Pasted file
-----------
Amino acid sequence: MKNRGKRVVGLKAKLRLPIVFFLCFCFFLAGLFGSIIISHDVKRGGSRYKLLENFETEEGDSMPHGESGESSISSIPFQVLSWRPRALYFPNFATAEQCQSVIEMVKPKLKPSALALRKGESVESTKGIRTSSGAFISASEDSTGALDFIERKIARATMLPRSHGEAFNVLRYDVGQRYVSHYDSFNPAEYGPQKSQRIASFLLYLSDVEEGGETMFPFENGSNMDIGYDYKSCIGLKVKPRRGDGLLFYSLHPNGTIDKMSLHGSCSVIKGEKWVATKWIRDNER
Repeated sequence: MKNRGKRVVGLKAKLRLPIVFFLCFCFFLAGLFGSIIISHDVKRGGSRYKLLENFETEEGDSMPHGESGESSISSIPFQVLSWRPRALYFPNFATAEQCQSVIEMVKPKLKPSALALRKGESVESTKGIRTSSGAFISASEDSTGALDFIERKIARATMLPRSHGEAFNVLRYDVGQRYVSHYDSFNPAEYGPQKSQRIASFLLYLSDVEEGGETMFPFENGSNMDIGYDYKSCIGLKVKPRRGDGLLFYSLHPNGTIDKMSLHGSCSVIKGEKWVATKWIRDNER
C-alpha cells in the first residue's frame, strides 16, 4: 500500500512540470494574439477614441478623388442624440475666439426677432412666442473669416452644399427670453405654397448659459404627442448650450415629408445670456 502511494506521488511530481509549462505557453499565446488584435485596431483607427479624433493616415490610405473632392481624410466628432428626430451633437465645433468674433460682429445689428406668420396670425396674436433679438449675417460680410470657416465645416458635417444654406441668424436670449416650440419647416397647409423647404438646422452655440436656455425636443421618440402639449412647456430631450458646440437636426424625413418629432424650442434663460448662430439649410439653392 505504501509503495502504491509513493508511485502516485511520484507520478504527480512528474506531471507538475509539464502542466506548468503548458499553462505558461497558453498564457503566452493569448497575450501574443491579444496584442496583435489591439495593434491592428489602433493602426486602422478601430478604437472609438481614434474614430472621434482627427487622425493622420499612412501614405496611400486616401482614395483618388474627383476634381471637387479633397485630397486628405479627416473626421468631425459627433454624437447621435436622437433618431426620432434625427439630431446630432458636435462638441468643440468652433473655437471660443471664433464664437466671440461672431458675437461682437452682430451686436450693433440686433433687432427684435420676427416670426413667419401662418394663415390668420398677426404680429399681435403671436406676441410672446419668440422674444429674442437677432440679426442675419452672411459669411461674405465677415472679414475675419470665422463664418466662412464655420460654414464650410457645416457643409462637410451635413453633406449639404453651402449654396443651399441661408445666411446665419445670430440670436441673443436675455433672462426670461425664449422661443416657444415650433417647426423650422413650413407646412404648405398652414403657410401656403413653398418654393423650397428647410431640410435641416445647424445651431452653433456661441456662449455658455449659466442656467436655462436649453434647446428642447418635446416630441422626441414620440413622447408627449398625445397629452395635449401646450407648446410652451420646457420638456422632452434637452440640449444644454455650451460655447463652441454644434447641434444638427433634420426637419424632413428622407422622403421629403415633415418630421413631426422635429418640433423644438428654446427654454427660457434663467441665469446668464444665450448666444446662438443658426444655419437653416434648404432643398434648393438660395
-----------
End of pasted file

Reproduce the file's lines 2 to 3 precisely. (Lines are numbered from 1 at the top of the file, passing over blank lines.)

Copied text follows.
Repeated sequence: MKNRGKRVVGLKAKLRLPIVFFLCFCFFLAGLFGSIIISHDVKRGGSRYKLLENFETEEGDSMPHGESGESSISSIPFQVLSWRPRALYFPNFATAEQCQSVIEMVKPKLKPSALALRKGESVESTKGIRTSSGAFISASEDSTGALDFIERKIARATMLPRSHGEAFNVLRYDVGQRYVSHYDSFNPAEYGPQKSQRIASFLLYLSDVEEGGETMFPFENGSNMDIGYDYKSCIGLKVKPRRGDGLLFYSLHPNGTIDKMSLHGSCSVIKGEKWVATKWIRDNER
C-alpha cells in the first residue's frame, strides 16, 4: 500500500512540470494574439477614441478623388442624440475666439426677432412666442473669416452644399427670453405654397448659459404627442448650450415629408445670456 502511494506521488511530481509549462505557453499565446488584435485596431483607427479624433493616415490610405473632392481624410466628432428626430451633437465645433468674433460682429445689428406668420396670425396674436433679438449675417460680410470657416465645416458635417444654406441668424436670449416650440419647416397647409423647404438646422452655440436656455425636443421618440402639449412647456430631450458646440437636426424625413418629432424650442434663460448662430439649410439653392 505504501509503495502504491509513493508511485502516485511520484507520478504527480512528474506531471507538475509539464502542466506548468503548458499553462505558461497558453498564457503566452493569448497575450501574443491579444496584442496583435489591439495593434491592428489602433493602426486602422478601430478604437472609438481614434474614430472621434482627427487622425493622420499612412501614405496611400486616401482614395483618388474627383476634381471637387479633397485630397486628405479627416473626421468631425459627433454624437447621435436622437433618431426620432434625427439630431446630432458636435462638441468643440468652433473655437471660443471664433464664437466671440461672431458675437461682437452682430451686436450693433440686433433687432427684435420676427416670426413667419401662418394663415390668420398677426404680429399681435403671436406676441410672446419668440422674444429674442437677432440679426442675419452672411459669411461674405465677415472679414475675419470665422463664418466662412464655420460654414464650410457645416457643409462637410451635413453633406449639404453651402449654396443651399441661408445666411446665419445670430440670436441673443436675455433672462426670461425664449422661443416657444415650433417647426423650422413650413407646412404648405398652414403657410401656403413653398418654393423650397428647410431640410435641416445647424445651431452653433456661441456662449455658455449659466442656467436655462436649453434647446428642447418635446416630441422626441414620440413622447408627449398625445397629452395635449401646450407648446410652451420646457420638456422632452434637452440640449444644454455650451460655447463652441454644434447641434444638427433634420426637419424632413428622407422622403421629403415633415418630421413631426422635429418640433423644438428654446427654454427660457434663467441665469446668464444665450448666444446662438443658426444655419437653416434648404432643398434648393438660395